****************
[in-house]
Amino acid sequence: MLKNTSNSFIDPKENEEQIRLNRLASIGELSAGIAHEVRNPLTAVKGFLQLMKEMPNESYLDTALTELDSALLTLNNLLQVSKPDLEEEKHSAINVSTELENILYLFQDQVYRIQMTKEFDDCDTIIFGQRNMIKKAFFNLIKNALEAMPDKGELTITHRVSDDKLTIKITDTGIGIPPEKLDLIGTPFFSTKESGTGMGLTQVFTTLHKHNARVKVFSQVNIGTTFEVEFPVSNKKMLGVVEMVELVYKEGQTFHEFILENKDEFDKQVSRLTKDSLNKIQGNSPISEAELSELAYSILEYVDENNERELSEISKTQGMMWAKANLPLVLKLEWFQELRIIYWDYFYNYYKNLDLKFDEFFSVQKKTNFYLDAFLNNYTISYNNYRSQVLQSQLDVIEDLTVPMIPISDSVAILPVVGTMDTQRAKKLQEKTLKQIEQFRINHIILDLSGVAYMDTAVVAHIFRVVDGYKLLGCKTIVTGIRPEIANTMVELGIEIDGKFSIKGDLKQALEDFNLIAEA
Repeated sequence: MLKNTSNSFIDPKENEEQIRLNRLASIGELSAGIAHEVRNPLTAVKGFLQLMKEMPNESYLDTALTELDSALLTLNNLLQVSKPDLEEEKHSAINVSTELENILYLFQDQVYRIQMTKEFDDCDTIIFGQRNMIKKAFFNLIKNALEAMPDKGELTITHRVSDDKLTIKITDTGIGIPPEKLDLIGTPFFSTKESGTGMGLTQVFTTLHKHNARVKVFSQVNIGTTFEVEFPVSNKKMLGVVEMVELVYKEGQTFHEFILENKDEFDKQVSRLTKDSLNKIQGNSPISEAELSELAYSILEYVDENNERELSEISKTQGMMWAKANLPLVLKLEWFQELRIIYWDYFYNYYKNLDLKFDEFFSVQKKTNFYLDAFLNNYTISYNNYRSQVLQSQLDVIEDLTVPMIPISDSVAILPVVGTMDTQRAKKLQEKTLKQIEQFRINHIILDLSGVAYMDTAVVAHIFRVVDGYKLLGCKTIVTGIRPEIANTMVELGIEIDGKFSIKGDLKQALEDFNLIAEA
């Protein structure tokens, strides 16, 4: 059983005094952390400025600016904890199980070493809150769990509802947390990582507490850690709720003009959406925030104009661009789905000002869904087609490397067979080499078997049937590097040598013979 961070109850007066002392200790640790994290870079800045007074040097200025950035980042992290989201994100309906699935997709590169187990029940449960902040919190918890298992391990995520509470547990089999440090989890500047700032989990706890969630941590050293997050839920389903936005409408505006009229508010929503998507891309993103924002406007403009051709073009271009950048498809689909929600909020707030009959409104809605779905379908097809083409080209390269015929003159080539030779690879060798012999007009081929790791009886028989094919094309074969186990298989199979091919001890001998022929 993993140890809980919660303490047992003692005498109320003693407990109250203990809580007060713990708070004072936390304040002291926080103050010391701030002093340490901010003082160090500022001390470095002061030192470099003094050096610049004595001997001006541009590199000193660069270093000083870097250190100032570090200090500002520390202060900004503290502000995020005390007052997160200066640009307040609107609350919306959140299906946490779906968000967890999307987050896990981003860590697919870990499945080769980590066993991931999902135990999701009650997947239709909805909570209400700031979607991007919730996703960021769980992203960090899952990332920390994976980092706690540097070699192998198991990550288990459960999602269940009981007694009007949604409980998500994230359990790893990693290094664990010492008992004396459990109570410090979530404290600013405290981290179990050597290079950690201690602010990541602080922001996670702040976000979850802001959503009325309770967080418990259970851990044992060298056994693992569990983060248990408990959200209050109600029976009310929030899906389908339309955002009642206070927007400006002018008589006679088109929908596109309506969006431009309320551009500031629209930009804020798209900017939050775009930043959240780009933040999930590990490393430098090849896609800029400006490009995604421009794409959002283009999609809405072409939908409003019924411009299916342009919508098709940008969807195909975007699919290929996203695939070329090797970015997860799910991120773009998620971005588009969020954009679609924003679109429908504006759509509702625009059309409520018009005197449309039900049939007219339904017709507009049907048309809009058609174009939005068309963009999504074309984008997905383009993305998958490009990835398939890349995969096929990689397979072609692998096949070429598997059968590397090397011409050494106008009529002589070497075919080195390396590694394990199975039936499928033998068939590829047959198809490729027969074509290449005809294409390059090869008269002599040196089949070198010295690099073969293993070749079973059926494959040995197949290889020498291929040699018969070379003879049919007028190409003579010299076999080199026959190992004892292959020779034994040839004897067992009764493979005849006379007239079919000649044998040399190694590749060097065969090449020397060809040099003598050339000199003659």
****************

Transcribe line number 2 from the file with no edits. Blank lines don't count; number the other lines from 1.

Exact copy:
Amino acid sequence: MLKNTSNSFIDPKENEEQIRLNRLASIGELSAGIAHEVRNPLTAVKGFLQLMKEMPNESYLDTALTELDSALLTLNNLLQVSKPDLEEEKHSAINVSTELENILYLFQDQVYRIQMTKEFDDCDTIIFGQRNMIKKAFFNLIKNALEAMPDKGELTITHRVSDDKLTIKITDTGIGIPPEKLDLIGTPFFSTKESGTGMGLTQVFTTLHKHNARVKVFSQVNIGTTFEVEFPVSNKKMLGVVEMVELVYKEGQTFHEFILENKDEFDKQVSRLTKDSLNKIQGNSPISEAELSELAYSILEYVDENNERELSEISKTQGMMWAKANLPLVLKLEWFQELRIIYWDYFYNYYKNLDLKFDEFFSVQKKTNFYLDAFLNNYTISYNNYRSQVLQSQLDVIEDLTVPMIPISDSVAILPVVGTMDTQRAKKLQEKTLKQIEQFRINHIILDLSGVAYMDTAVVAHIFRVVDGYKLLGCKTIVTGIRPEIANTMVELGIEIDGKFSIKGDLKQALEDFNLIAEA